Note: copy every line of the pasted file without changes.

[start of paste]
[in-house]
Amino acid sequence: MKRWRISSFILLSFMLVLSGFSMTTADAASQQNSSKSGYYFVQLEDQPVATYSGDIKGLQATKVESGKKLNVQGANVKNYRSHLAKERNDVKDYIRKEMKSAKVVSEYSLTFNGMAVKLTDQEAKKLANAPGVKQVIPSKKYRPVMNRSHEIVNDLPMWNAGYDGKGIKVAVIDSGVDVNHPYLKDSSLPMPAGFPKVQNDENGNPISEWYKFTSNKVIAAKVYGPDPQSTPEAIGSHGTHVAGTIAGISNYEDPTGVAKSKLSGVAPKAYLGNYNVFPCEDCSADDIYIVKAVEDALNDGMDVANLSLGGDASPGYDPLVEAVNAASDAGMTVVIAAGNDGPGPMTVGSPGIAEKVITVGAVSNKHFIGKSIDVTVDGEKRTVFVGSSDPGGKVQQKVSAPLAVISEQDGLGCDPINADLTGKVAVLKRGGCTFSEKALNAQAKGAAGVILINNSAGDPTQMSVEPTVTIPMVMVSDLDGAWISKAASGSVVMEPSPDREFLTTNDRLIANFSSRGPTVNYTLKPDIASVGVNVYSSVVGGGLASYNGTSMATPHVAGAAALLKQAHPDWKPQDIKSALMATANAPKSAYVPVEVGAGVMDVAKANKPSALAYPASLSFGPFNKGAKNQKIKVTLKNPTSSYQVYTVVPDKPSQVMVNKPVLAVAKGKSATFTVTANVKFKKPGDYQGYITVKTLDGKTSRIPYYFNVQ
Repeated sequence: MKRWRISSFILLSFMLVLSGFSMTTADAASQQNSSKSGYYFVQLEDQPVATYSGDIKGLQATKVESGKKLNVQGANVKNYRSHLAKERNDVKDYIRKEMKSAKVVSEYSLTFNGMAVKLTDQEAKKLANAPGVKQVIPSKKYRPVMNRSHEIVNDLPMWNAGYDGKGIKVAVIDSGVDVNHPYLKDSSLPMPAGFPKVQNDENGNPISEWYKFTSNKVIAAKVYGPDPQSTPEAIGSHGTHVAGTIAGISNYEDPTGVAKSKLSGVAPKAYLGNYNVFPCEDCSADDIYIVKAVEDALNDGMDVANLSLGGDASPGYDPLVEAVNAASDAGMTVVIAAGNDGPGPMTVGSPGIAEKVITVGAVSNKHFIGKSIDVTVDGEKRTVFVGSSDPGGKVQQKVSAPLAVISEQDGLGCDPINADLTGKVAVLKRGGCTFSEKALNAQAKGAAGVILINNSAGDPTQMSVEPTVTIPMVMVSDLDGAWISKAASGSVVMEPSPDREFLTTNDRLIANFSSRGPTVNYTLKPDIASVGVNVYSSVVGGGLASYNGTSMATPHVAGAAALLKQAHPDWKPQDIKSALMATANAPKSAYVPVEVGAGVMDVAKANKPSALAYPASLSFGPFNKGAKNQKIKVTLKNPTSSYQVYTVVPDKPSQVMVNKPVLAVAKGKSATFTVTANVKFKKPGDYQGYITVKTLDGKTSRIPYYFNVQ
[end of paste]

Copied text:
[in-house]
Amino acid sequence: MKRWRISSFILLSFMLVLSGFSMTTADAASQQNSSKSGYYFVQLEDQPVATYSGDIKGLQATKVESGKKLNVQGANVKNYRSHLAKERNDVKDYIRKEMKSAKVVSEYSLTFNGMAVKLTDQEAKKLANAPGVKQVIPSKKYRPVMNRSHEIVNDLPMWNAGYDGKGIKVAVIDSGVDVNHPYLKDSSLPMPAGFPKVQNDENGNPISEWYKFTSNKVIAAKVYGPDPQSTPEAIGSHGTHVAGTIAGISNYEDPTGVAKSKLSGVAPKAYLGNYNVFPCEDCSADDIYIVKAVEDALNDGMDVANLSLGGDASPGYDPLVEAVNAASDAGMTVVIAAGNDGPGPMTVGSPGIAEKVITVGAVSNKHFIGKSIDVTVDGEKRTVFVGSSDPGGKVQQKVSAPLAVISEQDGLGCDPINADLTGKVAVLKRGGCTFSEKALNAQAKGAAGVILINNSAGDPTQMSVEPTVTIPMVMVSDLDGAWISKAASGSVVMEPSPDREFLTTNDRLIANFSSRGPTVNYTLKPDIASVGVNVYSSVVGGGLASYNGTSMATPHVAGAAALLKQAHPDWKPQDIKSALMATANAPKSAYVPVEVGAGVMDVAKANKPSALAYPASLSFGPFNKGAKNQKIKVTLKNPTSSYQVYTVVPDKPSQVMVNKPVLAVAKGKSATFTVTANVKFKKPGDYQGYITVKTLDGKTSRIPYYFNVQ
Repeated sequence: MKRWRISSFILLSFMLVLSGFSMTTADAASQQNSSKSGYYFVQLEDQPVATYSGDIKGLQATKVESGKKLNVQGANVKNYRSHLAKERNDVKDYIRKEMKSAKVVSEYSLTFNGMAVKLTDQEAKKLANAPGVKQVIPSKKYRPVMNRSHEIVNDLPMWNAGYDGKGIKVAVIDSGVDVNHPYLKDSSLPMPAGFPKVQNDENGNPISEWYKFTSNKVIAAKVYGPDPQSTPEAIGSHGTHVAGTIAGISNYEDPTGVAKSKLSGVAPKAYLGNYNVFPCEDCSADDIYIVKAVEDALNDGMDVANLSLGGDASPGYDPLVEAVNAASDAGMTVVIAAGNDGPGPMTVGSPGIAEKVITVGAVSNKHFIGKSIDVTVDGEKRTVFVGSSDPGGKVQQKVSAPLAVISEQDGLGCDPINADLTGKVAVLKRGGCTFSEKALNAQAKGAAGVILINNSAGDPTQMSVEPTVTIPMVMVSDLDGAWISKAASGSVVMEPSPDREFLTTNDRLIANFSSRGPTVNYTLKPDIASVGVNVYSSVVGGGLASYNGTSMATPHVAGAAALLKQAHPDWKPQDIKSALMATANAPKSAYVPVEVGAGVMDVAKANKPSALAYPASLSFGPFNKGAKNQKIKVTLKNPTSSYQVYTVVPDKPSQVMVNKPVLAVAKGKSATFTVTANVKFKKPGDYQGYITVKTLDGKTSRIPYYFNVQ